Almost half of under-25s think the skill is vital.
Almost half of young motorists think learning to drive is such an important skill that it should be taught in schools, new research has found.
A study of more than 1,000 motorists found that 44 percent of under-25s believe driving should be added to the school curriculum.
The research, which was conducted by Young Driver, the UK’s largest provider of driving lessons for under-17s, also found that 39 percent of under-25s believe not being able to drive closes “avenues of opportunity”.
Meanwhile, one in five respondents (19 percent) said they simply would not be able to do their jobs if they didn’t have a driving licence.
But aside from the practicalities of holding a licence, the study also revealed that driving can be beneficial to youngsters’ self-confidence. More than half of young drivers (53 percent) said passing their test had given them a “huge confidence boost”, while 44 percent simply said the act of driving gave them self-confidence they wouldn’t otherwise have.
And it seems that the AA agrees. A study conducted last year by the organisation’s charitable trust found that teenagers in care value driving licences as much as marriage and university degrees.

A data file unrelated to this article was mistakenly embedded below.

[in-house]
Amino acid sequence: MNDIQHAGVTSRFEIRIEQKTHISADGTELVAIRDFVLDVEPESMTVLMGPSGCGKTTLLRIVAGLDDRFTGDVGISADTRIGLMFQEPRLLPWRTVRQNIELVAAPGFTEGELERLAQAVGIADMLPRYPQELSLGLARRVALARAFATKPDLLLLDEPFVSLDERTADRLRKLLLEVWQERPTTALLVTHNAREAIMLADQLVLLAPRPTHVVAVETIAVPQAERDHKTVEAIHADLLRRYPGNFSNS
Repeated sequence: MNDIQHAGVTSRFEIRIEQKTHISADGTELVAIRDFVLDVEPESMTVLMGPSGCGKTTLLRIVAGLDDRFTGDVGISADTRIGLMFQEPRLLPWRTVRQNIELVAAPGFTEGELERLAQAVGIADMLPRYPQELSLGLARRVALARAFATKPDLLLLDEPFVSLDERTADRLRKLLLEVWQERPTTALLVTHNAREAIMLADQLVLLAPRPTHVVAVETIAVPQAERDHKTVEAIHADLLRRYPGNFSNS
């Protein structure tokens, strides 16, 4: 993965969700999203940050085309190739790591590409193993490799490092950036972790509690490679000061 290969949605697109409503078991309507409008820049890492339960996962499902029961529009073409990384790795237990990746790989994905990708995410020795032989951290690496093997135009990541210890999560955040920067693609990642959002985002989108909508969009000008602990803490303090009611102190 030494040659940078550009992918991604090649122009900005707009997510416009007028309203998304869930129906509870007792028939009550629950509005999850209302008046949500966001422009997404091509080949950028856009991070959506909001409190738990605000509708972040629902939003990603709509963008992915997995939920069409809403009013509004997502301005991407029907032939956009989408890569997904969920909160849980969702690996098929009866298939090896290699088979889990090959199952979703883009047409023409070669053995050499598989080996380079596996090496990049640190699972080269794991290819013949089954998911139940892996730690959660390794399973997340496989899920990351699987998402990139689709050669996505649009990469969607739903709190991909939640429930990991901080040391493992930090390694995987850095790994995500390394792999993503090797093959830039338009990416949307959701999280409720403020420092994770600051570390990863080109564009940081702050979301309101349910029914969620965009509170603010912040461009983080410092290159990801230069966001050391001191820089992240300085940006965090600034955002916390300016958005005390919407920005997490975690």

According to Young Driver, the studies’ results stand before a backdrop of concern about youngsters’ mental health. A quarter of parents (25 percent) said they worried about how difficult it can be for their children to feel self-confident.
Just under half of respondents (44 percent) said they thought social media was partly to blame, while around a third (32 percent) thought celebrity culture was negatively affecting teenagers’ self-worth.
Laura White, marketing manager at Young Driver, said the study’s results showed that the importance of driving stretched beyond the skill’s practical use.
“Driving is a useful skill, which can open up a world of opportunities which might otherwise be impossible,” she said. “But even beyond that, it also has the ability to give people a sense of freedom and confidence. Sixty-five percent of the drivers we questioned said they enjoyed the feeling of freedom driving gave them, and our research also showed it gave people self-confidence they wouldn’t otherwise have.
“Youngsters get a massive boost when they know they’re controlling a car safely and can tackle a manoeuvre that even parents might struggle with. As our research shows, it can be hard for young people to get that self-confidence in the modern world, but this is something they can feel a real, genuine sense of achievement at.”